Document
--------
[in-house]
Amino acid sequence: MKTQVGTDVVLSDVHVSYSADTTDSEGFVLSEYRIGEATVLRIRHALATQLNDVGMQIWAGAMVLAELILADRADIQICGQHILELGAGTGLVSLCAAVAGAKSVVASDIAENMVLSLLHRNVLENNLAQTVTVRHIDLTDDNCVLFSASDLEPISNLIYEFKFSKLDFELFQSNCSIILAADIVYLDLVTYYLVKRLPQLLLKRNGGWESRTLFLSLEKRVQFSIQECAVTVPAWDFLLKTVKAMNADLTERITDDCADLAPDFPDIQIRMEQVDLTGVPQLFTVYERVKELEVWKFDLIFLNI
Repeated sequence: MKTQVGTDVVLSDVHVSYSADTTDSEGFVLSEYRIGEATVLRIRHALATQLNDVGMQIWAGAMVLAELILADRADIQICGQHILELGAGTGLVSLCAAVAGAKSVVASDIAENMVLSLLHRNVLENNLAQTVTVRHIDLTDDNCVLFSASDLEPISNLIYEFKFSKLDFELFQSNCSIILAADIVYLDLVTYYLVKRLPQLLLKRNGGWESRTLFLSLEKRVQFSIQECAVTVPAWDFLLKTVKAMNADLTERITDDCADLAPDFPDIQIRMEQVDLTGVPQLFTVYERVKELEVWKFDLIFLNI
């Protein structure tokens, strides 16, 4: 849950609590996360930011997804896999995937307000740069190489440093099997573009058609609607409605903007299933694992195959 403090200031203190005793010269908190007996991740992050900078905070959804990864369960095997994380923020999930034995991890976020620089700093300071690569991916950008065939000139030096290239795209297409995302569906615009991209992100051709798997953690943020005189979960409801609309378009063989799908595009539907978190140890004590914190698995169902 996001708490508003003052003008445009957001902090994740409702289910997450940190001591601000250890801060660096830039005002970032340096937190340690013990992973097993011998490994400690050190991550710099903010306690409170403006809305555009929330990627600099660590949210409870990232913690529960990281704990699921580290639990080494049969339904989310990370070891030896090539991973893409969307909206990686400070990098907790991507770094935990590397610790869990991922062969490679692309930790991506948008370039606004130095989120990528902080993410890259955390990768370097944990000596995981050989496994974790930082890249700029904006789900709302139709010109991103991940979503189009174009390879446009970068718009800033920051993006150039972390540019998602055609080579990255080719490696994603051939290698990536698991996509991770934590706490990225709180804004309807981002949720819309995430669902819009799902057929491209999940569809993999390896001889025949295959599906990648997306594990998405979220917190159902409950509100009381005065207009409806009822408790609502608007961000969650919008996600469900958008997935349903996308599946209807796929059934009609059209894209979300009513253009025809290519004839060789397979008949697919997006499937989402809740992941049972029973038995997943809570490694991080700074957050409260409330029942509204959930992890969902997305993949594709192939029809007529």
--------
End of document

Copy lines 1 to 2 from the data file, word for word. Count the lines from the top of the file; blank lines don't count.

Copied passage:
[in-house]
Amino acid sequence: MKTQVGTDVVLSDVHVSYSADTTDSEGFVLSEYRIGEATVLRIRHALATQLNDVGMQIWAGAMVLAELILADRADIQICGQHILELGAGTGLVSLCAAVAGAKSVVASDIAENMVLSLLHRNVLENNLAQTVTVRHIDLTDDNCVLFSASDLEPISNLIYEFKFSKLDFELFQSNCSIILAADIVYLDLVTYYLVKRLPQLLLKRNGGWESRTLFLSLEKRVQFSIQECAVTVPAWDFLLKTVKAMNADLTERITDDCADLAPDFPDIQIRMEQVDLTGVPQLFTVYERVKELEVWKFDLIFLNI